'We were exhausted'
Hockey fans, players poisened in carbon monoxide incident at Jorgensen Event Center
Times Staff Writer
Originally published 2011-02-10
Gunnison fire and EMS personnel began assisting players, coaches and spectators who were inside the Jorgensen Event Center just before 2 p.m. Sunday.
photo by Matt Smith
The combined effects of a malfunctioning ventilation system and an overly-emitting ice re-surfacing machine are to blame for carbon monoxide (CO) poisoning of an untold number of hockey fans and players on Sunday at the Jorgensen Event Center in Gunnison.
Two individuals were transported to Denver Sunday and an estimated 130 are reported to have received some level of poisoning from the incident, which caught the attention of numerous national news agencies this week.
Gunnison Valley Hospital (GVH) officials reported that, in total, 61 people were treated for varying degrees of carbon monoxide poisoning at the local hospital. As of Tuesday, all had been released.
Among those receiving treatment were eight who were hospitalized in serious condition, including two youth girl hockey players -- both reported to be members of the Colorado Junior Eagles U-19 team -- who were flown to Denver for hyperbaric oxygen chamber treatment.
The victims included adults, teens and children.
City Manager Ken Coleman reported Tuesday that 24 players who had left to return home to Craig prior to emergency crews arriving were treated later Sunday at a hospital there; and three others received care at St. Mary's in Grand Junction.
"From what I've heard, everyone is doing well after this incident," said Coleman. "That was our major concern throughout. Secondarily, ... how are we going to prevent this from occurring again?"
Forty other victims were released at the scene after receiving treatment and it was determined that they were not in need of additional care, said Bryan Hess, who heads Gunnison's EMS.
Emergency crews -- including EMS from both ends of the valley, police, sheriff's deputies, state patrol, the Gunnison Fire Department and others -- responded to the scene.
Three ambulances from Gunnison and two from Crested Butte, as well as a school bus, were used to transport victims to GVH, said Hess. A fourth Gunnison ambulance transported the two youth hockey players to the airport, where they were flown to Presbyterian/St. Luke's Medical Center in Denver. The county's Mass Casualty Incident trailer was also utilized to treat patients at the scene.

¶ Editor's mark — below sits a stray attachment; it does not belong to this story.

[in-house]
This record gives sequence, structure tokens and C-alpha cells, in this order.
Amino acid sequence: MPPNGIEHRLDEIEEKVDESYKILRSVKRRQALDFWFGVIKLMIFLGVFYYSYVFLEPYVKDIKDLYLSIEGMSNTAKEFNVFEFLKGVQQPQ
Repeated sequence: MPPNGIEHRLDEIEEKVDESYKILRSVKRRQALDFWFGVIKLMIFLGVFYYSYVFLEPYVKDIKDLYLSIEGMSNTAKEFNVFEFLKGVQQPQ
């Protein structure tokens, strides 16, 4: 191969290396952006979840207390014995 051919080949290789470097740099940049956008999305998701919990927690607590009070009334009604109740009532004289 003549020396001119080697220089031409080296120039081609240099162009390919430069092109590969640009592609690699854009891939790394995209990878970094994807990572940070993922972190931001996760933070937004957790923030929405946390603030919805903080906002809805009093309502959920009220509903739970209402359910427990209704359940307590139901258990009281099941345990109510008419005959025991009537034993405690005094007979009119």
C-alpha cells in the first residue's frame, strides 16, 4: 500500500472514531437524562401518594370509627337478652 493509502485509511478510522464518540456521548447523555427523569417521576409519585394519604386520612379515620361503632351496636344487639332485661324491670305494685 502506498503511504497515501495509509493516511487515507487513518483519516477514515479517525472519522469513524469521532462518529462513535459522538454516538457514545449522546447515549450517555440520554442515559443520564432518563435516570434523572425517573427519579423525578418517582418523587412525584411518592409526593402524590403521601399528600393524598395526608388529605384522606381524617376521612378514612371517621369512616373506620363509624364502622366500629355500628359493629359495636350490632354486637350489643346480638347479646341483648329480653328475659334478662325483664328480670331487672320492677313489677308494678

"Fortunately, nothing was very life threatening," Hess said.
The Gunnison Fire Department reported a CO level within the event center of 150 parts per million (ppm) near a team bench about five minutes after doors were opened and the building was evacuated. Normal CO levels in the air are about .2 ppm.
The highest "carboxyhemoglobin" level -- a measurement of CO in the blood -- found among victims at the scene was 42 percent, said Hess. "We had several people in the high 30s as well," he said, adding that the normal physiological level is between 0 and 4 percent, and that "30 to 60 is the danger area."
Above 60 percent can cause coma or death, said Hess. "Smaller bodies take less to become poisoned."
There were several youth hockey games played in the indoor ice facility over the weekend, including match-ups involving local U-19 and U-14 girls teams and the Blades midgets.
Coleman reported that the incident was caused by two unrelated, but potentially catastrophic when combined, mechanical failures within the 3-year-old facility. It was discovered that a motor that is part of the building's ventilation system was not working, and therefore not allowing fresh air to enter the building.